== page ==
Developing Our Textbook


As part of the 2nd Year Creative Digital Media, Multimedia Development 2 module, our class group worked on an Open Education Resource (OER)-source academic textbook on Game Design and Development. So far, our programme has been quite practical oriented, this textbook has been our first ‘big’ project in academic writing. Although many of us have felt hesitant and even unconfident in our ability, it’s safe to say that we’ve gained a lot of experience working through this. We would like to share our process for writing our textbook made for students, by students.

Reading/Research Approach

A member of the library staff,  Lindsay Dowling, generously gave us a virtual tour of the online library tools and resources to support us when conducting our research. She gave us tips on how to limit our searches to gather more relevant material, such as using quotation marks (” “) for keywords and phrases and taking advantage of  Boolean operators (‘AND’, ‘NOT’, ) in the advanced search menu. The biggest takeaway was using RefWorks to store all our research material and it also generates the citations for you.

Each student chose a topic of interest related to game design and development. Once the research topic was identified, we proceeded to create a search strategy that involved determining synonyms related to our topics to expand our search options. This included highlighting and searching keywords as well as sifting through bibliographies of our sources to look for other relevant papers.

Throughout our ‘live’ workshops we learned about various reading approaches in order to make the best use of understanding and critically engage with academic text. For this project, we aimed to collect between eight to ten relevant sources. Academic papers tend to be quite long and very wordy, to be efficient with our time we approached the reading in three steps. For the first reading, we glanced over headings, contents, keywords as well as any charts or graphs displayed in the paper. This gave us a sense of the contents of the paper. The second step involved reading the introduction and conclusion of the paper. We also critically analyzed the author’s approach and main ideas of the paper. This allowed us to grasp what the paper was about and what to expect.  If the paper appeared relevant to our topic we carried on to the third step. In the third read-through, we highlighted the main ideas and arguments of the paper and wrote summarized notes of what we’ve read.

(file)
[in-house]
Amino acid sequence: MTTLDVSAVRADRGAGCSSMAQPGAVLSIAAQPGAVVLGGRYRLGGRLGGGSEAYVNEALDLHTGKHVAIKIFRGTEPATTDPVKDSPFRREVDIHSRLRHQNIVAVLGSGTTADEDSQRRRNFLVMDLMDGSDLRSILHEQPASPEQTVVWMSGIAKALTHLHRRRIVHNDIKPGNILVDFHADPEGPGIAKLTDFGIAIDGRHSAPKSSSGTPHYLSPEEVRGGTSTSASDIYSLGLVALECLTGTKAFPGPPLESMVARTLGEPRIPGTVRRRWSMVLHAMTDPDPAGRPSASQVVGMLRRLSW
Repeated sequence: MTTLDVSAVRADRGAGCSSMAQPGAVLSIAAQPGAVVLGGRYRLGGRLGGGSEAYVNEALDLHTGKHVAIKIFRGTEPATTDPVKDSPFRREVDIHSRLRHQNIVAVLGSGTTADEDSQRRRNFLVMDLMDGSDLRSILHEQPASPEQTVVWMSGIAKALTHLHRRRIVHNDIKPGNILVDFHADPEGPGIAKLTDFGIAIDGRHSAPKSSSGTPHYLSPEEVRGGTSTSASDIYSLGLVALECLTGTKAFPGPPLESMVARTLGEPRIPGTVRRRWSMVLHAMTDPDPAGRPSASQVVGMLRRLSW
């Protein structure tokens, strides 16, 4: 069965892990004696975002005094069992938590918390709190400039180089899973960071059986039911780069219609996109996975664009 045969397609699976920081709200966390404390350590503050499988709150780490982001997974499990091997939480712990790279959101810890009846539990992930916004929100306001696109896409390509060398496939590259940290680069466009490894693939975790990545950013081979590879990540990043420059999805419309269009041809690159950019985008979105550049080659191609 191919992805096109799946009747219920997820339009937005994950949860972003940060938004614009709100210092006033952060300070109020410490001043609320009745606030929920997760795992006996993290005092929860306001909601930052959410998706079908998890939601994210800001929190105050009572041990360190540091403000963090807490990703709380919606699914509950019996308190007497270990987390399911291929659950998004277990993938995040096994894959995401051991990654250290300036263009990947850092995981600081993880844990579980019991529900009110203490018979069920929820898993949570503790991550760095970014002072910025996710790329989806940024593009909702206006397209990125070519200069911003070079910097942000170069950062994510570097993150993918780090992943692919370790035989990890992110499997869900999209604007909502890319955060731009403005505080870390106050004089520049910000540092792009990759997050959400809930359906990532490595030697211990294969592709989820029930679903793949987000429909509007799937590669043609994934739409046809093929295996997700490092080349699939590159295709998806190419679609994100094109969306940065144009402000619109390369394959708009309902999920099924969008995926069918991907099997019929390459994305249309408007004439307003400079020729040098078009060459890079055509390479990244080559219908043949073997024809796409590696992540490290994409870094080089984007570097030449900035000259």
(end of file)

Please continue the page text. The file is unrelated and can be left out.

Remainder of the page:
Annotated Bibliography

These notes that we took served as our annotated bibliographies containing the citations of our sources and an evaluation of the content which was also compared and contrasted with other papers we’ve read in order to bring to light differences and similarities in our research topics.

Writing Approach

Once complete, the annotated bibliographies were incorporated and became our main content for our writing. We included relevant quotations and graphs to support our writing and structured the content in a way that had a natural flow and thought process. The introduction and conclusion were left last, as they proved much easier to formulate once the main content was written. Our book included a ‘check your understanding’ section at the end of each chapter to allow readers to engage with the concepts from the topics.


Over the course of this project, there were two main ways we provided and received feedback. The first was through ‘live’ workshops that took place several times over the semester where we would look at particular pieces of work, first discussing and then presenting ideas to improve it. In addition, three times during the semester we provided a critical review to our triad(group of three) with the members of the triad changing for each session. This feedback proved very beneficial to have a fresh pair of eyes read over each other’s work and provide constructive feedback. Looking at how others approached their writing gave us a better understanding of how we can pick apart our own writing to improve on it.


This academic writing process was new for us. Although there were areas where we struggled, allowing each other to critique and review our work has allowed us to push forward and publish our very first online textbook. We hope you enjoy reading it!

Julia Lo Iacono

Multimedia Development 2

2nd Year Creative Digital Media


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Game Design & Development 2021 Copyright © 2021 by Abdinasir Ahmed Hassen; Aleksander Smyczynski; Anna Zurawska; Aoibhe Conway; Bernard Mac Donagh; Conor Burke; Darragh Cole; Eamon Slevin; Edward Vrancianu; Enoh Brownson; Flosie Sazon; Francis Omede; John Garry; Joseph Dolan; Julia Lo Iacono; Justin Flood; Justin Urbonas; Kain Bradley; Karolina Kowalczyk; Killian Delaney; Lusine Ustyan; Megan Kelly; Nadine Dam; Nathan Speight; Roman Komar; Ron Mencias; Rosie Murray; Sam Chapple; Sam O'Sullivan; Tochi Ugochukwu; Vince Palban; and Wiktoria Roglaksa is licensed under a Creative Commons Attribution-NonCommercial-ShareAlike 4.0 International License, except where otherwise noted.

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